TATA Chemicals Europe has been fined almost £350,000 over incidents at its Lostock and Winnington plants in which a worker suffered chemical burns and another fell through a walkway.
Winnington company Capper Group Industrial Contractors was fined £10,000 in relation to one of the incidents, and both companies were sentenced by Chester Crown Court after pleading guilty to health and safety offences.
The incidents took place at the Lostock and Winnington plants in May 2012 and May 2013 respectively, and were investigated by the Health and Safety Executive.
The executive said the Crown Court heard how a Capper Industrial Contractors employee was “engulfed” in hot caustic lime dust and suffered chemical burns at the Lostock plant while operating an open-fronted vehicle to shovel a mound of hot/wet lime which “slumped” into the open cab.
“An investigation into the incident found unsafe work methods meant employees’ exposure to levels of dust was higher than they had to be,” said the executive.
“The second incident occurred at the Winnington plant when an employee of Tata Chemicals Europe was on a walkway eight feet high, when the grating failed and he fell through and became trapped up to his waist in a corroded section of the grating, fortunately without serious injury.
“An investigation into the incident found the company did not have an adequate inspection regime for the walkway, and did not ensure it was maintained in good condition.”
Tata Chemicals Europe Limited, of Mond House, Winnington, was fined £349,850, with costs of £58,392, after pleading guilty to an offence under the 1974 Health and Safety at Work Act and one under the Work at Height Regulations 2005.
Capper Group Industrial Contractors Limited was fined £10,000, with costs of £3,000, after pleading guilty to an offence under the 1974 Health and Safety at Work Act.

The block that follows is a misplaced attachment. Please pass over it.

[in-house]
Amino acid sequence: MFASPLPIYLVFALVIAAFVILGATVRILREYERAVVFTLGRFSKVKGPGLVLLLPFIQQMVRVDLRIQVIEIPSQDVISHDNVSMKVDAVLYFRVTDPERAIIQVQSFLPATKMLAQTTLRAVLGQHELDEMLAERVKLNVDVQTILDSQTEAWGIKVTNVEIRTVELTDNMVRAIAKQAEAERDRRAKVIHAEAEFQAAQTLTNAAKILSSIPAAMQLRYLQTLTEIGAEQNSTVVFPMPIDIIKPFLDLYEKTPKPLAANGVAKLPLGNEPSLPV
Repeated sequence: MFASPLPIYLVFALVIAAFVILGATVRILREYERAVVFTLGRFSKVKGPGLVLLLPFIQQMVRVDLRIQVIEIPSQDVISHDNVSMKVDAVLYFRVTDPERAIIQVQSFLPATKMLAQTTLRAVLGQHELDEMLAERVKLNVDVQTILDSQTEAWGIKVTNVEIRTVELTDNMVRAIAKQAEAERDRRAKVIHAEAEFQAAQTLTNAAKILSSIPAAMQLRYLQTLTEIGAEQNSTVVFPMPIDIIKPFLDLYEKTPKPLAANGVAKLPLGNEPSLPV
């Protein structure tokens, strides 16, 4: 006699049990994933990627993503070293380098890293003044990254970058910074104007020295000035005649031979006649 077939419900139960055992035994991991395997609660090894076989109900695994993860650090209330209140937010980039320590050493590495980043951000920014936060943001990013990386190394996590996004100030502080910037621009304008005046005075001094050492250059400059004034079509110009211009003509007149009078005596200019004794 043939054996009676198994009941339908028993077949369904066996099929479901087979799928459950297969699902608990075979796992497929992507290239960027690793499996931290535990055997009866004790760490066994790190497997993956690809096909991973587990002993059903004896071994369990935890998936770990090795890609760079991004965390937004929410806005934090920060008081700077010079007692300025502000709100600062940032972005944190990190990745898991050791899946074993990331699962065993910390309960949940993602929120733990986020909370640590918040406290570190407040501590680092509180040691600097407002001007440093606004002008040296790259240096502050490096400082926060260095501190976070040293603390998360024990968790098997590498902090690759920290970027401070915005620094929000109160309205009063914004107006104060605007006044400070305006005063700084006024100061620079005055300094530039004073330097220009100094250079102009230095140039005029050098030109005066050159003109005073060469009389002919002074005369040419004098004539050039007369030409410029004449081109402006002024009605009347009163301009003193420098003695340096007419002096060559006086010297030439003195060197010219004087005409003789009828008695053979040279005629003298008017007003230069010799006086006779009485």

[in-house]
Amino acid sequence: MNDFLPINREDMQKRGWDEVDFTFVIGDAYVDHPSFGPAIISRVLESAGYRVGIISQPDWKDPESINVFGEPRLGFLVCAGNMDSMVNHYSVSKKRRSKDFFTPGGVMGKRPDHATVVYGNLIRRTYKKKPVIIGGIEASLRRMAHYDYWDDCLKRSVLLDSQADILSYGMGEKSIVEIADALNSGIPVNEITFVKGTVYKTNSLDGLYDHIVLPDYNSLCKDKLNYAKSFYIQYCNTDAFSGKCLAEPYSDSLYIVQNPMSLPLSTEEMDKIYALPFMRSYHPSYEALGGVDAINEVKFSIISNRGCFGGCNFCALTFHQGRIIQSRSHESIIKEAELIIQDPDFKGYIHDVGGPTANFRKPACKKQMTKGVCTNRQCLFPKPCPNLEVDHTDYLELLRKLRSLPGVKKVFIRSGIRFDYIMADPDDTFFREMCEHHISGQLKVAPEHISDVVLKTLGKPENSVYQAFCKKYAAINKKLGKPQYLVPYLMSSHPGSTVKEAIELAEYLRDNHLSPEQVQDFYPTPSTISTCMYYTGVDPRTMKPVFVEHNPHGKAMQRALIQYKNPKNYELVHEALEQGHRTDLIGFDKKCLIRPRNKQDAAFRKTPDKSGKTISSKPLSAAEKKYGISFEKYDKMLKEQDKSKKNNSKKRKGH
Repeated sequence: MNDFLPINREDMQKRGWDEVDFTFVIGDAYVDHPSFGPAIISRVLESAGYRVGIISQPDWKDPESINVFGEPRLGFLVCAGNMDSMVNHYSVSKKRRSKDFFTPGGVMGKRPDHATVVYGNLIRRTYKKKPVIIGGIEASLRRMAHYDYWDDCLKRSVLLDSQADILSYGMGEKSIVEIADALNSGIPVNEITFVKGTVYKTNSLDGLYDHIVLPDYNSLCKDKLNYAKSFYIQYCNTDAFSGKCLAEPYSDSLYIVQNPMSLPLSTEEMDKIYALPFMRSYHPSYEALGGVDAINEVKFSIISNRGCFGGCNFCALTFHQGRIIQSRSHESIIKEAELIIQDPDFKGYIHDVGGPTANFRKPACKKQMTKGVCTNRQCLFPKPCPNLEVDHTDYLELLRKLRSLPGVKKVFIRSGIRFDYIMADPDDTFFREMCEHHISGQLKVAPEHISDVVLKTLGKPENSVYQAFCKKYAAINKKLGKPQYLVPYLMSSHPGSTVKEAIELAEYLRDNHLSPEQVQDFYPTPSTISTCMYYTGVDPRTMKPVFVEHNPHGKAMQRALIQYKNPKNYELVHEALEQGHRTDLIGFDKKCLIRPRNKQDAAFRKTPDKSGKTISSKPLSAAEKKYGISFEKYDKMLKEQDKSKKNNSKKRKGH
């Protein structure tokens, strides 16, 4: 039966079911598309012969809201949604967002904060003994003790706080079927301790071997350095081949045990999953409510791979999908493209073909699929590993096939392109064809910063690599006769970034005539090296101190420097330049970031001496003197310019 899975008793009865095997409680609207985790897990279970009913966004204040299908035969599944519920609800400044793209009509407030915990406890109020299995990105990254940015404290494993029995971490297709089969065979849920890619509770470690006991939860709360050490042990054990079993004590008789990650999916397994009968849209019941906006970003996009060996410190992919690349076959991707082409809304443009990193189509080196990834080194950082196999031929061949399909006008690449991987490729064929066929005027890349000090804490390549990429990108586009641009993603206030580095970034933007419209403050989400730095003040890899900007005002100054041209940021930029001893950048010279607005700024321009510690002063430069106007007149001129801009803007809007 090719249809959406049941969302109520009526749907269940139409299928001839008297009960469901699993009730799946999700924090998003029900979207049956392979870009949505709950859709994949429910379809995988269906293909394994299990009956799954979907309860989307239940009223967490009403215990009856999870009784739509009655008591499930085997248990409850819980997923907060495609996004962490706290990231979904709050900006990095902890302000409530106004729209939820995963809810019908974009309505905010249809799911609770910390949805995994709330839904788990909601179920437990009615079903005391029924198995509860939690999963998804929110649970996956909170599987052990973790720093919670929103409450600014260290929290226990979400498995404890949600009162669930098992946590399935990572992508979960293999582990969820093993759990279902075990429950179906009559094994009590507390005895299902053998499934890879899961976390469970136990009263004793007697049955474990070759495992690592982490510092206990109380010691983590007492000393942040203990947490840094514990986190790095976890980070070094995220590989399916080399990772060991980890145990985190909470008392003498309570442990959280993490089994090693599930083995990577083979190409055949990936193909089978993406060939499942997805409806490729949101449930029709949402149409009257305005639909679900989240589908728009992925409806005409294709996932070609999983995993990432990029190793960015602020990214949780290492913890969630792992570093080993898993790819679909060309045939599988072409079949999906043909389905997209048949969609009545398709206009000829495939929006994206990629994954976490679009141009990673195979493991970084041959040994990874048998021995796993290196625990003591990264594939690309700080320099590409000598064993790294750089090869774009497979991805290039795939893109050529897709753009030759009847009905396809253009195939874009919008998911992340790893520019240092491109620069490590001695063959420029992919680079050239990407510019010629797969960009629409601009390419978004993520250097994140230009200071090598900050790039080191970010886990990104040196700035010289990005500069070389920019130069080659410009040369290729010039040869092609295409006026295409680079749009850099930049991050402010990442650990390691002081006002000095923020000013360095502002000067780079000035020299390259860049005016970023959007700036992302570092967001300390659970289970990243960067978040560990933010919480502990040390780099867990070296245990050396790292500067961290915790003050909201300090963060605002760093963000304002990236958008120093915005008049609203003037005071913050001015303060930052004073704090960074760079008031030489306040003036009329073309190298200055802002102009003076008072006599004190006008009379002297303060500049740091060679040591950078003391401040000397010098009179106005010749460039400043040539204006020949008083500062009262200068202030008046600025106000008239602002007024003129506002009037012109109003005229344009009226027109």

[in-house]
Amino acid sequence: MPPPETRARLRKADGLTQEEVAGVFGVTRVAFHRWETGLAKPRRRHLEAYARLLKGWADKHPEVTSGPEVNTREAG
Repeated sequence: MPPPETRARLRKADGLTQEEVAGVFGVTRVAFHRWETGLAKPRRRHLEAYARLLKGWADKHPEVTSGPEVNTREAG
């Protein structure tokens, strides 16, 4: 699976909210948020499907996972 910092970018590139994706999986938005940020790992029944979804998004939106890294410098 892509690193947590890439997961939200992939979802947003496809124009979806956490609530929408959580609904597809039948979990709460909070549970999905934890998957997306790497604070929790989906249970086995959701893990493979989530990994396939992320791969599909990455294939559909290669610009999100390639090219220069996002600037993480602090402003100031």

HSE inspector Mhairi Duffy said: “Both of these incidents could have been entirely prevented with regular assessment of risks, inspection of work equipment and ensuring correct safety procedures were in place.”
Tata Chemicals Europe pointed this week to what is said were the “significant improvements” in its health and safety performance since the incidents.
“One of the incidents occurred in 2012 when a worker suffered minor chemical burns to his wrist, and one in 2013 when a section of flooring partially failed, causing a worker minor bruising,” said the company.
“Since then, people at all levels of the business have seen significant improvements to safety. This is in addition to every other safety metric heading in the right direction.”
Tata Chemicals Europe managing director Martin Ashcroft said: “We deeply regret what happened and take full responsibility for the incidents. Our guilty plea was entered at the earliest opportunity and we co-operated fully with the HSE throughout the whole process.
“These incidents came during a difficult period for the company, which is now behind us. Our health and safety performance has improved beyond recognition since these incidents as a result of a wide-ranging programme of initiatives.
“I’d like to publically thank our staff for helping us to continue to improve our safety performance since those incidents.”
Phil Davies, the company’s general manager of business services, said: “These incidents were a reminder why safety must be our priority. We are committing record levels of capital expenditure to our plants this year and in the foreseeable future, the majority of which has a direct safety benefit.”
Capper Industrial Contractors Ltd said a worker suffered minor chemical burns to his wrist in the 2012 incident, which occurred “during a period of significant improvement in health and safety management.”
Managing director John Fielding said: “The timing of this incident was highly unfortunate, and I deeply regret this happening on my watch.
“Nobody should get hurt in the course of their work. We had made such big improvements in our management of health and safety, having achieved OHSAS 18001:2007 for the first time in January 2012, our accident statistics at this time were impeccable.
“I took the injured man to Whiston Burns Unit on the day of the incident following emergency treatment at the local infirmary as the ambulances were delayed.
“Within six months of this incident we had in place three new managers, including a highly-experienced and qualified SHE manager, who subsequently ensured no work was taken on without a 100 per cent safety management approach.
“We had days where men would be waiting in our yard for the safety elements of their day’s work to be approved, profits fell dramatically, but the priority has to be ensuring our staff get home safe and well.”
Original story on Northwich Guardian